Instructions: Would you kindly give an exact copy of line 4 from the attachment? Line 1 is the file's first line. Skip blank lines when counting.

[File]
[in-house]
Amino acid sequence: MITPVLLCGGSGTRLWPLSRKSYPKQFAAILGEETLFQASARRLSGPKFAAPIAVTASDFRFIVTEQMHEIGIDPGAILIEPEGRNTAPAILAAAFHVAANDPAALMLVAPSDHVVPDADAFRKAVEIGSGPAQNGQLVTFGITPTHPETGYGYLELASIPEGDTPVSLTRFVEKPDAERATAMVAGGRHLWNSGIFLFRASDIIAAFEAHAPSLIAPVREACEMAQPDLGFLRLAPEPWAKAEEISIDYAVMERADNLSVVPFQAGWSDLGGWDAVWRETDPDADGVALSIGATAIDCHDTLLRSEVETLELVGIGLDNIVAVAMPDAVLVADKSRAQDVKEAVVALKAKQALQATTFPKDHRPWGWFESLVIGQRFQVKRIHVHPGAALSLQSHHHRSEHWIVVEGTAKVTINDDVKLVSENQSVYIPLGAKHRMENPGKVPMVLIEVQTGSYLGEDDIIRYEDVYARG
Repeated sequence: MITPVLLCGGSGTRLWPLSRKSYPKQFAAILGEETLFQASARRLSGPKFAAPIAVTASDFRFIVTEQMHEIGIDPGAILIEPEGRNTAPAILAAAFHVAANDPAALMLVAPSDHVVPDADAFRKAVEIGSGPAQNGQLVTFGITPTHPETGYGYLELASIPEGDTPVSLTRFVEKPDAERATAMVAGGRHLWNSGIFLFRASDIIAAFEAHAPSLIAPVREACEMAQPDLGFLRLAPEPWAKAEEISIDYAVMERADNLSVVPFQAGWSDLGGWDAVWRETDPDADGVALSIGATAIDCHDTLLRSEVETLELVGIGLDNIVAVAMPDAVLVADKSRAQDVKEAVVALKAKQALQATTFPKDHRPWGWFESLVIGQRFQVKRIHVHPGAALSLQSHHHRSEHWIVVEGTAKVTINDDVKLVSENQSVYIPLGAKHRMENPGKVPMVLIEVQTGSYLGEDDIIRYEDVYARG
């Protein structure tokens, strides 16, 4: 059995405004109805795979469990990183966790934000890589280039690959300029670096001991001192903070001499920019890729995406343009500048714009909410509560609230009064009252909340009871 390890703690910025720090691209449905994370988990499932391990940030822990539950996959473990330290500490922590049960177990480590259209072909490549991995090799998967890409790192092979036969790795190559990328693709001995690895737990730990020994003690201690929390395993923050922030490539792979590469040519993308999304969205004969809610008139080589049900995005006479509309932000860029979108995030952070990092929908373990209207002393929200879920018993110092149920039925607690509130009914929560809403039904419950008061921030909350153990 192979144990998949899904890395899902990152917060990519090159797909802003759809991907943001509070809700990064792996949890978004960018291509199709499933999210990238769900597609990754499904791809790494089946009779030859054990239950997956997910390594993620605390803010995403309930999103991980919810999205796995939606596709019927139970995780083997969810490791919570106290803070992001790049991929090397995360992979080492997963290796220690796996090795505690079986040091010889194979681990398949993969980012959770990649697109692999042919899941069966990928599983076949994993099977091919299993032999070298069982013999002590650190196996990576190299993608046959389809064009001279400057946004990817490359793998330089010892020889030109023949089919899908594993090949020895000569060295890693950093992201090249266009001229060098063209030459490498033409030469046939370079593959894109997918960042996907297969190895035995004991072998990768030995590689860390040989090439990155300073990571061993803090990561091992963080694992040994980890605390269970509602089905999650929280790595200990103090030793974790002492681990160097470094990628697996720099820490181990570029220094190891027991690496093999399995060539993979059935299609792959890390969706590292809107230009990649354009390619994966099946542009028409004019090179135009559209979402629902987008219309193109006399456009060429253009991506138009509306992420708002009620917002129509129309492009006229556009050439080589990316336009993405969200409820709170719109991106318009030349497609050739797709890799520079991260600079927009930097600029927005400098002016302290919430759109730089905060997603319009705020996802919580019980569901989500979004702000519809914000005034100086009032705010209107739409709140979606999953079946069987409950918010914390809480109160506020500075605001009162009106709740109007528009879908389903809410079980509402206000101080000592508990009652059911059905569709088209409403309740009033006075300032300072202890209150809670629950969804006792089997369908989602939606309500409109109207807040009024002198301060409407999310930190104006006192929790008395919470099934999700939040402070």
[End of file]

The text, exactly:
């Protein structure tokens, strides 16, 4: 059995405004109805795979469990990183966790934000890589280039690959300029670096001991001192903070001499920019890729995406343009500048714009909410509560609230009064009252909340009871 390890703690910025720090691209449905994370988990499932391990940030822990539950996959473990330290500490922590049960177990480590259209072909490549991995090799998967890409790192092979036969790795190559990328693709001995690895737990730990020994003690201690929390395993923050922030490539792979590469040519993308999304969205004969809610008139080589049900995005006479509309932000860029979108995030952070990092929908373990209207002393929200879920018993110092149920039925607690509130009914929560809403039904419950008061921030909350153990 192979144990998949899904890395899902990152917060990519090159797909802003759809991907943001509070809700990064792996949890978004960018291509199709499933999210990238769900597609990754499904791809790494089946009779030859054990239950997956997910390594993620605390803010995403309930999103991980919810999205796995939606596709019927139970995780083997969810490791919570106290803070992001790049991929090397995360992979080492997963290796220690796996090795505690079986040091010889194979681990398949993969980012959770990649697109692999042919899941069966990928599983076949994993099977091919299993032999070298069982013999002590650190196996990576190299993608046959389809064009001279400057946004990817490359793998330089010892020889030109023949089919899908594993090949020895000569060295890693950093992201090249266009001229060098063209030459490498033409030469046939370079593959894109997918960042996907297969190895035995004991072998990768030995590689860390040989090439990155300073990571061993803090990561091992963080694992040994980890605390269970509602089905999650929280790595200990103090030793974790002492681990160097470094990628697996720099820490181990570029220094190891027991690496093999399995060539993979059935299609792959890390969706590292809107230009990649354009390619994966099946542009028409004019090179135009559209979402629902987008219309193109006399456009060429253009991506138009509306992420708002009620917002129509129309492009006229556009050439080589990316336009993405969200409820709170719109991106318009030349497609050739797709890799520079991260600079927009930097600029927005400098002016302290919430759109730089905060997603319009705020996802919580019980569901989500979004702000519809914000005034100086009032705010209107739409709140979606999953079946069987409950918010914390809480109160506020500075605001009162009106709740109007528009879908389903809410079980509402206000101080000592508990009652059911059905569709088209409403309740009033006075300032300072202890209150809670629950969804006792089997369908989602939606309500409109109207807040009024002198301060409407999310930190104006006192929790008395919470099934999700939040402070």